So God tries to start the project over, but it doesn't take long for us to see that things are not going to change much. Noah, being a descendant of Cain, is a tiller of the soil and he plants a vineyard. He gets drunk on its grapes and his son Ham disgraces himself by looking on his father's nakedness while he is drunk. In punishment for this, Ham is consigned to a destiny of servitude. 19th c. pro-slavery apologists used this to justify the perpetual slavery of the black race, which was believed to be included as descendants of Ham.

And chapter 11 describes the splintering of man's language into many tongues as a result of man's pride in building a tower of Babel to "make a name" (11:4) for themselves. So the overall narrative leaves us with a creation still far from what it is God intended. In His next attempt, he will take another tack, starting instead with one faithful man.

Thursday, May 5, 2011

May 1st Bible Study Meeting

As everyone knows, it was very frustrating trying to just get to the Meeting House last Sunday, with all the roads blocked off. We got there late, but there were four for about a half an hour - not long enough for such important material as is in the first three chapters of Genesis. I felt moved in meeting to pretty much go over the very important Quaker-related material I feel is in the text and I see more and more in these words. But the conversation was great. The following are observations I have made on the QuakerQuaker Blog site on these chapters:

There are many interesting things in the story of the "fall" but the things most interesting to me:

1. The nature of the "death" that Adam and Eve suffer as a result of their disobedience?
2. The "fallen" nature of our lives on this earth, and do we continue to live in that fallen world/nature?
3. What Christians and especially early Quakers understood about what you might call God's "Ur-Promise" [original/first promise made] in verse 3:15? This is called the "protoevangelium" in Catholic circles.

But first, I just want to point out something I think most writers have missed - the fact that there is a whole lot of "irony" and sophistication in the story. First of all, the serpent says to Eve, that the creator God has lied to them. God has told them if they eat the fruit of the tree of the knowledge of good and evil they will "die." But the serpent says, "You will not die; for God knows that when you eat of it your eyes will be opened, and you will be like God, knowing good and evil" (2:4-5). And then when they both eat of the fruit, the text tells us "the eyes of both of them were opened." They see that they are naked and they feel ashamed. But God is not trying to keep them from being like gods; he has created them specifically to be like Him - the one and only God. And when the text tells us that their eyes were "opened" I think we should see this as irony. They have by their disobedience become less like Him and less able to see and less alive. Their fallen condition will be one of spiritual death, spiritual blindness and spiritual debasement. I think early Friends saw that these results of the fall were all internal. They have separated themselves from the divine nature God planted in them.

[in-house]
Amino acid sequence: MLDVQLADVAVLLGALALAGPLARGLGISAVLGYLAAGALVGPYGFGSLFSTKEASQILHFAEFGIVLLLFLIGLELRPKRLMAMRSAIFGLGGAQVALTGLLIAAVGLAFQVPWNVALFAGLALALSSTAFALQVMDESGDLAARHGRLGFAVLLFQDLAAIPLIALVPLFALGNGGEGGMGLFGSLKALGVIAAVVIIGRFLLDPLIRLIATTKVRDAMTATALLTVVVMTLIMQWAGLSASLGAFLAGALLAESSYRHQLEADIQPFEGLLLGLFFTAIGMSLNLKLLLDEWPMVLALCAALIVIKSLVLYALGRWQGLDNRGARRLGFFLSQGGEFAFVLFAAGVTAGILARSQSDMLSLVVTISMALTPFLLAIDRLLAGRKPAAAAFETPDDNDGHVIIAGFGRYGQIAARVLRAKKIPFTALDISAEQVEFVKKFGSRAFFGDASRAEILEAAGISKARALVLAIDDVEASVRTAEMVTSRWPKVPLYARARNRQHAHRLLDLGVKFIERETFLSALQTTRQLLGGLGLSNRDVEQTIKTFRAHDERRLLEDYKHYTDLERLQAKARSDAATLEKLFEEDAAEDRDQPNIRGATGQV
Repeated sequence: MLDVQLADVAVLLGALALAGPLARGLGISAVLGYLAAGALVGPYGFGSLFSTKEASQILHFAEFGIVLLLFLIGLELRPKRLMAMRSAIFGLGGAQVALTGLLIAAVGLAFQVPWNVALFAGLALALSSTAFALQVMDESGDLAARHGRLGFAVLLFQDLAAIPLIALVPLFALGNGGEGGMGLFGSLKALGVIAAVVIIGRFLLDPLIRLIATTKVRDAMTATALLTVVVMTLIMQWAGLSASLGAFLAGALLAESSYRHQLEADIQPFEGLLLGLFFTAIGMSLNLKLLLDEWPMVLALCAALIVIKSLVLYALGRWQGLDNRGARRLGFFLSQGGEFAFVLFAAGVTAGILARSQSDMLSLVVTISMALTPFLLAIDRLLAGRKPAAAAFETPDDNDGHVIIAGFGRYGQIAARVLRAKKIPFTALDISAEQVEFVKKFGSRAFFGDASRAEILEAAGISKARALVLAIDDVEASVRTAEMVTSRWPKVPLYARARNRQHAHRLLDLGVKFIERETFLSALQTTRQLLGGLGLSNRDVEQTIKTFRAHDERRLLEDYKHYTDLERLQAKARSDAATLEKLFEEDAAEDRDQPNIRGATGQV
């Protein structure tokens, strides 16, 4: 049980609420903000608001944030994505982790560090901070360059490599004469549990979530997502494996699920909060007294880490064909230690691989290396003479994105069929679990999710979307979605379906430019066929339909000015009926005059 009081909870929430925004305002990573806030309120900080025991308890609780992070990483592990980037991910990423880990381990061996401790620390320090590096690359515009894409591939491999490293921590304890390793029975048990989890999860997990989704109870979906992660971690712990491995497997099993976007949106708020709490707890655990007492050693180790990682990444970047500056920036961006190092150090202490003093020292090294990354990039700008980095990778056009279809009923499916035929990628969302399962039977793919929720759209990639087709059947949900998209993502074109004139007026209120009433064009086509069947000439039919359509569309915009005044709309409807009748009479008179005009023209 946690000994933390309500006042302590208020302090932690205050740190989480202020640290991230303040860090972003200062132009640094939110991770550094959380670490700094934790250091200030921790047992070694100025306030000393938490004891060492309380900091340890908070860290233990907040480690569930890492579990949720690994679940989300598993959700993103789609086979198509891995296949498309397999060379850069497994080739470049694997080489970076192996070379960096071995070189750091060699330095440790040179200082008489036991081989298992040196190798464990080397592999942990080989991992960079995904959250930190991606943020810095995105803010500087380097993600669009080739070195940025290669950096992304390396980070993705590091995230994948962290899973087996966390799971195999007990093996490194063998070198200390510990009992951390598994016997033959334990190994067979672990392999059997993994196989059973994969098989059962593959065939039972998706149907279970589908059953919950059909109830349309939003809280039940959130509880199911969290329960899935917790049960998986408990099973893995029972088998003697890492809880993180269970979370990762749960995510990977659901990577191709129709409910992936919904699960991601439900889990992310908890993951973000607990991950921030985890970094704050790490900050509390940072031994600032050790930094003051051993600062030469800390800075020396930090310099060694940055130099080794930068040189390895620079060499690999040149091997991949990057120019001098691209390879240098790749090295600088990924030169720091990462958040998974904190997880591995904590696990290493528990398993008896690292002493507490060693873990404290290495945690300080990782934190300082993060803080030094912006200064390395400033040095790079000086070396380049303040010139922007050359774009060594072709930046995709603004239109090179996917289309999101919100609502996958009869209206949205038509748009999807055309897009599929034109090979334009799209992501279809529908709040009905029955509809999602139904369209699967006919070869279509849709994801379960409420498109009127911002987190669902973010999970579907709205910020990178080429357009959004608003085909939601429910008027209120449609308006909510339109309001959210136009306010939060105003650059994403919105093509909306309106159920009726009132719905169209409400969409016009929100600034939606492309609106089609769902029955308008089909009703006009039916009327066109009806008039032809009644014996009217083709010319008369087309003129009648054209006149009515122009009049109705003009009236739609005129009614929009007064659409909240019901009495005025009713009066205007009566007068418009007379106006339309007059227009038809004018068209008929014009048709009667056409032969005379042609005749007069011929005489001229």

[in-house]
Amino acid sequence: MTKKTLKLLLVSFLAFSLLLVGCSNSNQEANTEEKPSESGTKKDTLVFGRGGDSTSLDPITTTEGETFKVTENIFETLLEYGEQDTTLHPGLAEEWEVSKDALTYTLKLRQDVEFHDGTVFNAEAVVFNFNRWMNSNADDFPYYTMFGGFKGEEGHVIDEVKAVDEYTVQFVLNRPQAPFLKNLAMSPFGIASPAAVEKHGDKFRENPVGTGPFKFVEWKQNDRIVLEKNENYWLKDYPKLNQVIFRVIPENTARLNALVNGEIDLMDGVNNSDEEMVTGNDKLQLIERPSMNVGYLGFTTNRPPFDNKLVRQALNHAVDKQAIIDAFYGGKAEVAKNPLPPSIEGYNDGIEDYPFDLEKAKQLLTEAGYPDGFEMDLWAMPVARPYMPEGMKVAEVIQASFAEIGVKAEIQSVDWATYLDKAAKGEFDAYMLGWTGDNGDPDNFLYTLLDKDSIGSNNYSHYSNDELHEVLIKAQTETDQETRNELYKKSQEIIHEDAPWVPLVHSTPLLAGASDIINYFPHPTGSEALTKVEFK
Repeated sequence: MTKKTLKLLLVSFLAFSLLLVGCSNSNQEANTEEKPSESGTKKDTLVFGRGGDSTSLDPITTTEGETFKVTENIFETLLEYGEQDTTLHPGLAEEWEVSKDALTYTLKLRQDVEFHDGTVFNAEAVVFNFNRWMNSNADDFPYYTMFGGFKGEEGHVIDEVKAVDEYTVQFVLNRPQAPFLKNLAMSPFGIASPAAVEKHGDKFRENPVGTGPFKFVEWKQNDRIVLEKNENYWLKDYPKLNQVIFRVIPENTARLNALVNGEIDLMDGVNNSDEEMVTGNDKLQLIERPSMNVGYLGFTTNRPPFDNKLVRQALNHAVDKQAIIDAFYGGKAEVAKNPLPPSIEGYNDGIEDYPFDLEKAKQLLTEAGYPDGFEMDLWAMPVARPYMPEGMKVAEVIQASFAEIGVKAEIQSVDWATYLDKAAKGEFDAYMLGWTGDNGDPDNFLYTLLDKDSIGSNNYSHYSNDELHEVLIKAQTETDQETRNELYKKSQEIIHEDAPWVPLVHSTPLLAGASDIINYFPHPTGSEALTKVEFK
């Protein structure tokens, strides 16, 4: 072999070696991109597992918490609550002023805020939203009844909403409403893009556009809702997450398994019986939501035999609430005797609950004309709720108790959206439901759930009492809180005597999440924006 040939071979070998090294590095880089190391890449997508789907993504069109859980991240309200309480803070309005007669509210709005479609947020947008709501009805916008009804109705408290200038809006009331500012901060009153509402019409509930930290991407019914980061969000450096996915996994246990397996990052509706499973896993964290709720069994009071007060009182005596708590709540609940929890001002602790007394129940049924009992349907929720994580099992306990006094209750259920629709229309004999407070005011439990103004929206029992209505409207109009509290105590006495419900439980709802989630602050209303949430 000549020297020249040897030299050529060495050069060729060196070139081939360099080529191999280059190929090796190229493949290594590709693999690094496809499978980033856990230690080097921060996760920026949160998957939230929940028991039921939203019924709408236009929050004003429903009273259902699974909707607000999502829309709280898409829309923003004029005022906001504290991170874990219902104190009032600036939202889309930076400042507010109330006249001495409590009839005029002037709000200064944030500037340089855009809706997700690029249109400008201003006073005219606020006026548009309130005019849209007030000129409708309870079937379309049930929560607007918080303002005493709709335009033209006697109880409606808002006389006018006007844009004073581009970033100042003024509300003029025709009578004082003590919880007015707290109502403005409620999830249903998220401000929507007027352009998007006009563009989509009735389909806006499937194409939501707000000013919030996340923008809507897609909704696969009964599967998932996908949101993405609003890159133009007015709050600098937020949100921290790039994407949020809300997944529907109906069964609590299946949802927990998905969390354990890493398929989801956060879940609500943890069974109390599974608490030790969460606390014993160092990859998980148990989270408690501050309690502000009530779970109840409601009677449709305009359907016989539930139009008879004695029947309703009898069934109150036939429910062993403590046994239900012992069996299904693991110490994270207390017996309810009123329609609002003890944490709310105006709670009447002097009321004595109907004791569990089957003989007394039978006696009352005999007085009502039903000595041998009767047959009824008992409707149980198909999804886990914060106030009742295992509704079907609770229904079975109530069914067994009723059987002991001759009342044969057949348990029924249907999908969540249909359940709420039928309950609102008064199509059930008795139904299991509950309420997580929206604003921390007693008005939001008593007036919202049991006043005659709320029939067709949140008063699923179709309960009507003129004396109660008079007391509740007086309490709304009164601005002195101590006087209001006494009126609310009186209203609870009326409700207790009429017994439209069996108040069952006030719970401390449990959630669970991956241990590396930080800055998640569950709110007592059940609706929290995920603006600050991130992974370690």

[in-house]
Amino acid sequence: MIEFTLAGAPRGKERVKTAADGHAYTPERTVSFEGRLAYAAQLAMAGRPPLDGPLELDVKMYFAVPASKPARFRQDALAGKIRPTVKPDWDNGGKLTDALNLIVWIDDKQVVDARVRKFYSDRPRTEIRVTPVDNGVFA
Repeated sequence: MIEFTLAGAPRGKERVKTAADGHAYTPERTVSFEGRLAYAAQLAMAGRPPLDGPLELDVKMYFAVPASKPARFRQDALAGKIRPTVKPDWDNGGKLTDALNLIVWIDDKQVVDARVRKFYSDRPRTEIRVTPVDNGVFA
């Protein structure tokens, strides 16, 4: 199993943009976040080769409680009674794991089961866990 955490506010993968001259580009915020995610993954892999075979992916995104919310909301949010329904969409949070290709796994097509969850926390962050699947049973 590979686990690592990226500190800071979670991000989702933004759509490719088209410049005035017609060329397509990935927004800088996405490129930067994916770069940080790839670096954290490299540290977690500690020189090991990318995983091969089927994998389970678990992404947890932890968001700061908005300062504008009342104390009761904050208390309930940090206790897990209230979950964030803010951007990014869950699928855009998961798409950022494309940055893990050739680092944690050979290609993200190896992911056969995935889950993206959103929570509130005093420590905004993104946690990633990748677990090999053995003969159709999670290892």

But then comes the promise (also called by early Latin speaking Christians the "protoevangelium" [original "good news"] - mysterious and embedded in the punishments God imposes - and this needs to be presented in one of the older translations to be appreciated in the Quaker context I am trying to present: "I will put enmity between thee and the woman, and between thy seed and her seed; it shall bruise thy head, and thou shalt bruise his heel" (KJ Version). This promise that someday a descendant of Eve - her "seed" - would defeat the serpent. Early Christians took this to be a prophesy of Christ's victory over sin. Christ was to be the second Adam, and his victory over the seed of the serpent (evil/sin/the fallen condition of man) would permit things to revert to the original intention God had for us - to be His presence on earth, to be faithful in all things to Him. Fox's famous quote -

“And when I myself was in the deep, under all shut up, I could not believe that I should ever overcome; my troubles, my sorrows, and my temptations were so great, that I thought many times I should have despaired, I was so tempted. But when Christ opened to me how he was tempted by the same Devil, and had overcome him and bruised his head, and that through him and his power, light, grace and spirit, I should overcome also, I had confidence in him.” (12)

It is because of Christ's victory over the serpent that Friends believed that spiritual "perfection" could be achieved, that the spiritual "death" could become life once more in us and the earth restored to become God's "kingdom" again. The testimonies of Friends are all elements of faithfulness that can only be achieved through this overcoming of our fallen condition: the equality of man and woman as it was meant to be (see Genesis 1), the peaceable kingdom, our ability to walk day to day with God as our guide.